On the first day, February 24, I turned on the news in the morning, Euronews and BBC, and what I saw there shocked me to the core, it was impossible to watch without tears, it was impossible to believe that this was happening. Two years into the pandemic the world was already in a state of horror and coma, and now this.

All hopes and plans for the future, basically to meet with the relatives in Russia soon, crashed in one moment.

The attitude to Russians here, as I noted, didn’t change. In Switzerland, it’s not common to invade other people’s personal space, to break boundaries the people are very discreet in their daily life. In kindergarten, everything is alright, but it seems to me that some teachers look at us sympathetically.

At work, I have two colleagues from the Baltics. They are from Latvia and Lithuania, young guys. Moreover, I have two colleagues from Kyiv, also young. And we also have a translator who comes from Kyiv. The first few days after it happened, I had to go to work on the same work shift as my colleagues from the Baltics. And I didn’t know what they would say and how they would react. I must say that they were also very shocked, of course, more so than colleagues from other countries.

But just after talking with the colleagues from the Baltics, I felt better, we shared our thoughts and feelings, and it helped to get through the first difficult days.

In the following days, the colleagues from Kyiv came to the office to help. I didn’t know what they thought and how best to behave with them. I decided to speak with them in English just in case.

Someone I asked straight out, a little jokingly: can I still speak Russian with you? But they started speaking Russian immediately. We didn’t discuss anything else with them because there was nothing to discuss, it was clear to everyone. 

I haven’t noticed any hostility towards myself or Russian people, in general.”

At the moment, Switzerland joined the sanctions imposed by the European Union against Russia over the events in Ukraine, Reuters reported, according to the Government statement.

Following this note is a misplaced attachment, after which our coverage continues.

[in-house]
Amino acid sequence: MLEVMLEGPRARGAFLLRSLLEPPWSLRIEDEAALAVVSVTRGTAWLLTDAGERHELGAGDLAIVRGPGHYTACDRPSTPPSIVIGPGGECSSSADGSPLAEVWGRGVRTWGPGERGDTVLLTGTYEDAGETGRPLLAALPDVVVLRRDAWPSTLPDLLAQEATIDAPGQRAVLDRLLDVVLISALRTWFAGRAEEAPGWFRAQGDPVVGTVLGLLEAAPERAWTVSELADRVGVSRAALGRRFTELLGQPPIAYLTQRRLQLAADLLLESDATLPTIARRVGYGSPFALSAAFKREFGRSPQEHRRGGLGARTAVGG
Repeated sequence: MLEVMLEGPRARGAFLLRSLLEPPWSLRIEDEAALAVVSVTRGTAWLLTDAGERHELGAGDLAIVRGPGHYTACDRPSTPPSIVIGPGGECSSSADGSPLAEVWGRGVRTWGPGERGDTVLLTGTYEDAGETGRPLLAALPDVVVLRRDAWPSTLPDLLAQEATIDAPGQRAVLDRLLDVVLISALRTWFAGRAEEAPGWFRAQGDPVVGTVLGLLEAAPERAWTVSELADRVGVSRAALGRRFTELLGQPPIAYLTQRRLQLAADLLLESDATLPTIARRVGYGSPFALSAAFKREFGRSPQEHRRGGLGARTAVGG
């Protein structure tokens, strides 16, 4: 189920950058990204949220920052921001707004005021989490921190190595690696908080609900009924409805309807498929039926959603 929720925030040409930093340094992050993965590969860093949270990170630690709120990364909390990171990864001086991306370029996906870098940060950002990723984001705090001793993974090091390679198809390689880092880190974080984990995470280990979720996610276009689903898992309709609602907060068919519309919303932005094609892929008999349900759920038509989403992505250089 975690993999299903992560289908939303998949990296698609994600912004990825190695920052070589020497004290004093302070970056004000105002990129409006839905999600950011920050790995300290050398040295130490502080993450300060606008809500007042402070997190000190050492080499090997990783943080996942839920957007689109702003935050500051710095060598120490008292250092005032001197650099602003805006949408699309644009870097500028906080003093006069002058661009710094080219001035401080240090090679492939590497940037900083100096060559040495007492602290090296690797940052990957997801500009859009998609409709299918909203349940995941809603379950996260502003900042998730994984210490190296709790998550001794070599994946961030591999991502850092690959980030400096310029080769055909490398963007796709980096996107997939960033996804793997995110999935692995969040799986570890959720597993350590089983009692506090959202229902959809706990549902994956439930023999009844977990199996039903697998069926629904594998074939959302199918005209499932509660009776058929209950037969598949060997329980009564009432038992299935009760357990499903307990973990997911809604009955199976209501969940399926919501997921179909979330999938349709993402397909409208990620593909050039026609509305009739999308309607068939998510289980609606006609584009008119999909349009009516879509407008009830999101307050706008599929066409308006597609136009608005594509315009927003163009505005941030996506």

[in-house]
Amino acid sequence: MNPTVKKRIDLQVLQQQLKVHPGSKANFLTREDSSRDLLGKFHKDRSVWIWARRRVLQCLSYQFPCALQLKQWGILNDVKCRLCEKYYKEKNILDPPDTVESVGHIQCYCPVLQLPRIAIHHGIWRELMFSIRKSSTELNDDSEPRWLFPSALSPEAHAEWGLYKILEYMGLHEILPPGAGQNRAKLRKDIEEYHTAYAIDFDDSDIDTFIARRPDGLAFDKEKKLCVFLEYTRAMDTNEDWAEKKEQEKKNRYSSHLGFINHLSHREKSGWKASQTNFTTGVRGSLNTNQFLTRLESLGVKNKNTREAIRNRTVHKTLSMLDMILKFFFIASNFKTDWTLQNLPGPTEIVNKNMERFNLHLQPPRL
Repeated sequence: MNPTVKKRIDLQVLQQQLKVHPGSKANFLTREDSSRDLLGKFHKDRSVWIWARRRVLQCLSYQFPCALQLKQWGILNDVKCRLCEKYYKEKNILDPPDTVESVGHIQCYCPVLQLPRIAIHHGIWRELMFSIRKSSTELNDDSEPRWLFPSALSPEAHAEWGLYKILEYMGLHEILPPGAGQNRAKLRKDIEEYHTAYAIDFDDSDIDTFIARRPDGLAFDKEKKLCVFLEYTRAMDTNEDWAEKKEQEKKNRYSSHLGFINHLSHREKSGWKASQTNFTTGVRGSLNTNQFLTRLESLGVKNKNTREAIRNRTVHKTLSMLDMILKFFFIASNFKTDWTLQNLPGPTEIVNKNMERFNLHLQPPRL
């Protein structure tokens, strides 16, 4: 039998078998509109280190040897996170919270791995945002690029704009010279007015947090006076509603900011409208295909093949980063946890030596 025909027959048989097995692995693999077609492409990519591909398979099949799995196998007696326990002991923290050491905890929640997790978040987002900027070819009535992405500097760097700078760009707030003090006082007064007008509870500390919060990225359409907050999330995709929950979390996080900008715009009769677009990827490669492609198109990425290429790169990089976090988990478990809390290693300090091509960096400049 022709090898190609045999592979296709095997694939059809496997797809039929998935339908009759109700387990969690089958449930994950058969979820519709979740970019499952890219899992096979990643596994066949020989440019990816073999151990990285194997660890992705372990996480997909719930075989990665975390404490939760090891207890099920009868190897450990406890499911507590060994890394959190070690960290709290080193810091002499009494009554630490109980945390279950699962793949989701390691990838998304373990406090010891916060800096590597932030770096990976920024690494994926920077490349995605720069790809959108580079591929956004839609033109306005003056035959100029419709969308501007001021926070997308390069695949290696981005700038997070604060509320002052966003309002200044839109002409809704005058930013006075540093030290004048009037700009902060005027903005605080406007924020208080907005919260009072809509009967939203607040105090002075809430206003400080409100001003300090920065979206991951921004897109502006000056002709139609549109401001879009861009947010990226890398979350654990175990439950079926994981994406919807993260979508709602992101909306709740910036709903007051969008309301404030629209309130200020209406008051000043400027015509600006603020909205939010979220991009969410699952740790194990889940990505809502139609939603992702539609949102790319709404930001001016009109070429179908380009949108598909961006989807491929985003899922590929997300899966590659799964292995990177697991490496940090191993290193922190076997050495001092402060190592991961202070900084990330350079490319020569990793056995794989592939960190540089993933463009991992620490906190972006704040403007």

“ On 28 February, the Federal Council decided to apply sanctions packages, which the European Union imposed on 23 and 25 February.” said the statement.

Switzerland also joined the personal sanctions against Russian President Vladimir Putin, Prime Minister Mikhail Mishustin and the Minister of Foreign Affairs Sergei Lavrov. The restrictions are already in force.

In addition to this, Switzerland has banned five Russian oligarchs “who are close to Putin” from entering the country,  said Justice Minister Karin Keller-Zutter. She didn’t give any names on the grounds of confidentiality.

Meanwhile, some media in the country acknowledge that the Swiss government is taking the “diplomatic route” that promises “potential benefits”.

Elena, Israel 

“I am ashamed, hurt and scared. For over a week now, I have been in constant shock and refuse to believe what is happening.

My hometown is St. Petersburg, but I have been living in Israel for more than ten years. I have never been ashamed to say where I am from until recently. 

For a week now, whenever I say that I’m from Russia, as if making excuses, I add that that is not a Russian “special operation”, is not a “special operation” by Russians against Ukraine and Ukrainians.

And explaining this has been a frequent occurrence lately. I almost fought today with a classmate who thinks that everything is right and we can’t backtrack. 

Israel got used to a state of war. There are psychologists at schools and kindergartens who help children and parents to accept or at least understand what is happening.

Tomorrow my son’s friend, who was visiting his Grandmother in Odessa when this all started, will return to kindergarten. They walked by foot to the border with Moldova and only today returned home.

In Germany, my daughter’s classmate is waiting to return home. I hope children will quickly forget about that horror they had to go through.

On 2 March, Israeli media published new entry rules for Ukrainian refugees, referring to the Israel Interior Ministry:

  • New repatriates who have received the visa from “Nativa” six months ago or more can repatriate without having to put a new visa in their passport.